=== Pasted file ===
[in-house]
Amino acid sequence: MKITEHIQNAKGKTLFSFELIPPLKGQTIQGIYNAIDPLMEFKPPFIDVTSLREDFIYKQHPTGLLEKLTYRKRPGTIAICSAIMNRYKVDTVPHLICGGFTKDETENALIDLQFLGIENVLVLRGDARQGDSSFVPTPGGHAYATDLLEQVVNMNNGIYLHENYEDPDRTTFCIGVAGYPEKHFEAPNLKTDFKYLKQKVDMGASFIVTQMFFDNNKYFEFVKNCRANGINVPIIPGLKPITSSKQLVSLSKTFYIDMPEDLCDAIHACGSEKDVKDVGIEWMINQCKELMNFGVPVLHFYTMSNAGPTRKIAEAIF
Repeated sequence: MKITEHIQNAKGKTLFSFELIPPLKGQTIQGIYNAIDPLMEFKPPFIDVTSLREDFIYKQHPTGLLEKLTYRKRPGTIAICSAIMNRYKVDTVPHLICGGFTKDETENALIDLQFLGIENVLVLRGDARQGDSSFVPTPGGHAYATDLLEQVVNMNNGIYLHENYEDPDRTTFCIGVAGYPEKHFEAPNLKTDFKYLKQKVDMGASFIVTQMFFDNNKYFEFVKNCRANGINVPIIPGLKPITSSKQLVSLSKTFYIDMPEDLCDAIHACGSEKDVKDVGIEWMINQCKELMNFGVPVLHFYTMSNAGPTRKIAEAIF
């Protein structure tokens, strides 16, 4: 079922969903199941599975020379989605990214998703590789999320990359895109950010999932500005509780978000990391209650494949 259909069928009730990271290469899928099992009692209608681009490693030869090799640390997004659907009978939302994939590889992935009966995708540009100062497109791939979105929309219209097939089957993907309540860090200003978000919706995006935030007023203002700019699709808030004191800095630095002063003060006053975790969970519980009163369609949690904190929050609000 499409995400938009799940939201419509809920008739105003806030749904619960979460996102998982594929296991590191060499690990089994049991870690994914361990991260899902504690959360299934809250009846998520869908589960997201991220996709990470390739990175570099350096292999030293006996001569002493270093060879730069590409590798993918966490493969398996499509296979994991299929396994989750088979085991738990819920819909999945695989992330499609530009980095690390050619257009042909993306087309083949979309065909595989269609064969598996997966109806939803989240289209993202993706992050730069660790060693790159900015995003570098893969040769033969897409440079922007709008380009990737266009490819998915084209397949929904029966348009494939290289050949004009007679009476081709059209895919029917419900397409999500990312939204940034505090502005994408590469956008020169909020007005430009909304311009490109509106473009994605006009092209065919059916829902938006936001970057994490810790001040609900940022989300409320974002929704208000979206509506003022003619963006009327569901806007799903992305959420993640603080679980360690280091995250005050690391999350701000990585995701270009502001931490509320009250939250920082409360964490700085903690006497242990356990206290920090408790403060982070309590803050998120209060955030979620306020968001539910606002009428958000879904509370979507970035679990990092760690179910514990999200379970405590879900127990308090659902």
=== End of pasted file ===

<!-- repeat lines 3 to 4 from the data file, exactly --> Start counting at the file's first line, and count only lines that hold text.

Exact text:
Repeated sequence: MKITEHIQNAKGKTLFSFELIPPLKGQTIQGIYNAIDPLMEFKPPFIDVTSLREDFIYKQHPTGLLEKLTYRKRPGTIAICSAIMNRYKVDTVPHLICGGFTKDETENALIDLQFLGIENVLVLRGDARQGDSSFVPTPGGHAYATDLLEQVVNMNNGIYLHENYEDPDRTTFCIGVAGYPEKHFEAPNLKTDFKYLKQKVDMGASFIVTQMFFDNNKYFEFVKNCRANGINVPIIPGLKPITSSKQLVSLSKTFYIDMPEDLCDAIHACGSEKDVKDVGIEWMINQCKELMNFGVPVLHFYTMSNAGPTRKIAEAIF
């Protein structure tokens, strides 16, 4: 079922969903199941599975020379989605990214998703590789999320990359895109950010999932500005509780978000990391209650494949 259909069928009730990271290469899928099992009692209608681009490693030869090799640390997004659907009978939302994939590889992935009966995708540009100062497109791939979105929309219209097939089957993907309540860090200003978000919706995006935030007023203002700019699709808030004191800095630095002063003060006053975790969970519980009163369609949690904190929050609000 499409995400938009799940939201419509809920008739105003806030749904619960979460996102998982594929296991590191060499690990089994049991870690994914361990991260899902504690959360299934809250009846998520869908589960997201991220996709990470390739990175570099350096292999030293006996001569002493270093060879730069590409590798993918966490493969398996499509296979994991299929396994989750088979085991738990819920819909999945695989992330499609530009980095690390050619257009042909993306087309083949979309065909595989269609064969598996997966109806939803989240289209993202993706992050730069660790060693790159900015995003570098893969040769033969897409440079922007709008380009990737266009490819998915084209397949929904029966348009494939290289050949004009007679009476081709059209895919029917419900397409999500990312939204940034505090502005994408590469956008020169909020007005430009909304311009490109509106473009994605006009092209065919059916829902938006936001970057994490810790001040609900940022989300409320974002929704208000979206509506003022003619963006009327569901806007799903992305959420993640603080679980360690280091995250005050690391999350701000990585995701270009502001931490509320009250939250920082409360964490700085903690006497242990356990206290920090408790403060982070309590803050998120209060955030979620306020968001539910606002009428958000879904509370979507970035679990990092760690179910514990999200379970405590879900127990308090659902």